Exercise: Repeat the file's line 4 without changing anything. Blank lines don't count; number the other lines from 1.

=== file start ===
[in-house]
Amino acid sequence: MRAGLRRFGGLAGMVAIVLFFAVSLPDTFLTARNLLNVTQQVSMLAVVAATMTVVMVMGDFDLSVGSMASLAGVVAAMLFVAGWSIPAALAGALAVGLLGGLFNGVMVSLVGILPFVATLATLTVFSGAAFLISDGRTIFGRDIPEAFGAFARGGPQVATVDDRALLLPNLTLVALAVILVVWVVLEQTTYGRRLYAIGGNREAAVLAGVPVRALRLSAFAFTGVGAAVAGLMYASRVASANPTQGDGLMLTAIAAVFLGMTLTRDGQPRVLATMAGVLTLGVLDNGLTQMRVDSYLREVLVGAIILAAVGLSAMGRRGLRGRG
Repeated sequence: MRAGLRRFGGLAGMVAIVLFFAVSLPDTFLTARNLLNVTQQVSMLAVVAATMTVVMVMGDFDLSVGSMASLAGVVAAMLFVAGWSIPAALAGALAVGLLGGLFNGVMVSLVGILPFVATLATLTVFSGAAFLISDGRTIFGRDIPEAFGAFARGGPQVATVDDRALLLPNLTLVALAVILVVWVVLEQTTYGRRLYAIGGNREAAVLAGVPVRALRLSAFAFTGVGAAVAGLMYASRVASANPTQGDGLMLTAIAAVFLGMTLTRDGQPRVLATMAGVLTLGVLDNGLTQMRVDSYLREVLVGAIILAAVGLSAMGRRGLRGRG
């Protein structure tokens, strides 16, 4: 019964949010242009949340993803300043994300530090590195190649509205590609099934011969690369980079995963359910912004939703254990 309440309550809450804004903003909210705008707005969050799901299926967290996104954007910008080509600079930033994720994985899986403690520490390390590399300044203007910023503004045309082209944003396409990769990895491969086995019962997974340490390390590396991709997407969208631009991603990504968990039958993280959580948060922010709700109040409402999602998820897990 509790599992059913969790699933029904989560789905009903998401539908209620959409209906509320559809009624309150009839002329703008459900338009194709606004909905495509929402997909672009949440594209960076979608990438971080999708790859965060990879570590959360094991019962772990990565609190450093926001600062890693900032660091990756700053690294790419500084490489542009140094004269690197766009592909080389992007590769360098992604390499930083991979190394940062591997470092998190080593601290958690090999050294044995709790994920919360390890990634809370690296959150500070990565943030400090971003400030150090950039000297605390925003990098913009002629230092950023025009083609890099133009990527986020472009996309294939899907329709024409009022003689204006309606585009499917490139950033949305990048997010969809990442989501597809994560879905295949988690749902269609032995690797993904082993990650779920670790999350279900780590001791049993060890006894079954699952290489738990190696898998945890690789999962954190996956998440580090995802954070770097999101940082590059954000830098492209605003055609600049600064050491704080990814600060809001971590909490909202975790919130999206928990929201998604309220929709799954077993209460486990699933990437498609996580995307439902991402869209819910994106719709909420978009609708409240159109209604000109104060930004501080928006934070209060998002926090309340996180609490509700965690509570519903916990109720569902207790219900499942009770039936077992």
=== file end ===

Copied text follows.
């Protein structure tokens, strides 16, 4: 019964949010242009949340993803300043994300530090590195190649509205590609099934011969690369980079995963359910912004939703254990 309440309550809450804004903003909210705008707005969050799901299926967290996104954007910008080509600079930033994720994985899986403690520490390390590399300044203007910023503004045309082209944003396409990769990895491969086995019962997974340490390390590396991709997407969208631009991603990504968990039958993280959580948060922010709700109040409402999602998820897990 509790599992059913969790699933029904989560789905009903998401539908209620959409209906509320559809009624309150009839002329703008459900338009194709606004909905495509929402997909672009949440594209960076979608990438971080999708790859965060990879570590959360094991019962772990990565609190450093926001600062890693900032660091990756700053690294790419500084490489542009140094004269690197766009592909080389992007590769360098992604390499930083991979190394940062591997470092998190080593601290958690090999050294044995709790994920919360390890990634809370690296959150500070990565943030400090971003400030150090950039000297605390925003990098913009002629230092950023025009083609890099133009990527986020472009996309294939899907329709024409009022003689204006309606585009499917490139950033949305990048997010969809990442989501597809994560879905295949988690749902269609032995690797993904082993990650779920670790999350279900780590001791049993060890006894079954699952290489738990190696898998945890690789999962954190996956998440580090995802954070770097999101940082590059954000830098492209605003055609600049600064050491704080990814600060809001971590909490909202975790919130999206928990929201998604309220929709799954077993209460486990699933990437498609996580995307439902991402869209819910994106719709909420978009609708409240159109209604000109104060930004501080928006934070209060998002926090309340996180609490509700965690509570519903916990109720569902207790219900499942009770039936077992």